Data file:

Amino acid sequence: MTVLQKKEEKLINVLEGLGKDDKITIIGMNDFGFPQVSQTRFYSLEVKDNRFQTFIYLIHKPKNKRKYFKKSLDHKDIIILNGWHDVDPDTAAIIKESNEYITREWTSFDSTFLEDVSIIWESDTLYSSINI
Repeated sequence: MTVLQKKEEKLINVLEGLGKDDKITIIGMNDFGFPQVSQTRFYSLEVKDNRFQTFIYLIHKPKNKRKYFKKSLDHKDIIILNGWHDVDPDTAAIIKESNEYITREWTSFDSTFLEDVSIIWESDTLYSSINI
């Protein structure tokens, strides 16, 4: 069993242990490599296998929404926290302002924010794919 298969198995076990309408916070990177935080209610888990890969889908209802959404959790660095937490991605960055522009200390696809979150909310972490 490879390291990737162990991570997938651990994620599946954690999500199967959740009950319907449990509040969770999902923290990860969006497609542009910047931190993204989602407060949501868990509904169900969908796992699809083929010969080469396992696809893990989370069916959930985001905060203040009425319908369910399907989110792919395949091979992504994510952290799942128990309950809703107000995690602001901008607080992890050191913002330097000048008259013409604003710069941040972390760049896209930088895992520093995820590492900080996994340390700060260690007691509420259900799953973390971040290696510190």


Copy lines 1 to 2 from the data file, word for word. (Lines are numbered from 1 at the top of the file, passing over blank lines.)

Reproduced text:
Amino acid sequence: MTVLQKKEEKLINVLEGLGKDDKITIIGMNDFGFPQVSQTRFYSLEVKDNRFQTFIYLIHKPKNKRKYFKKSLDHKDIIILNGWHDVDPDTAAIIKESNEYITREWTSFDSTFLEDVSIIWESDTLYSSINI
Repeated sequence: MTVLQKKEEKLINVLEGLGKDDKITIIGMNDFGFPQVSQTRFYSLEVKDNRFQTFIYLIHKPKNKRKYFKKSLDHKDIIILNGWHDVDPDTAAIIKESNEYITREWTSFDSTFLEDVSIIWESDTLYSSINI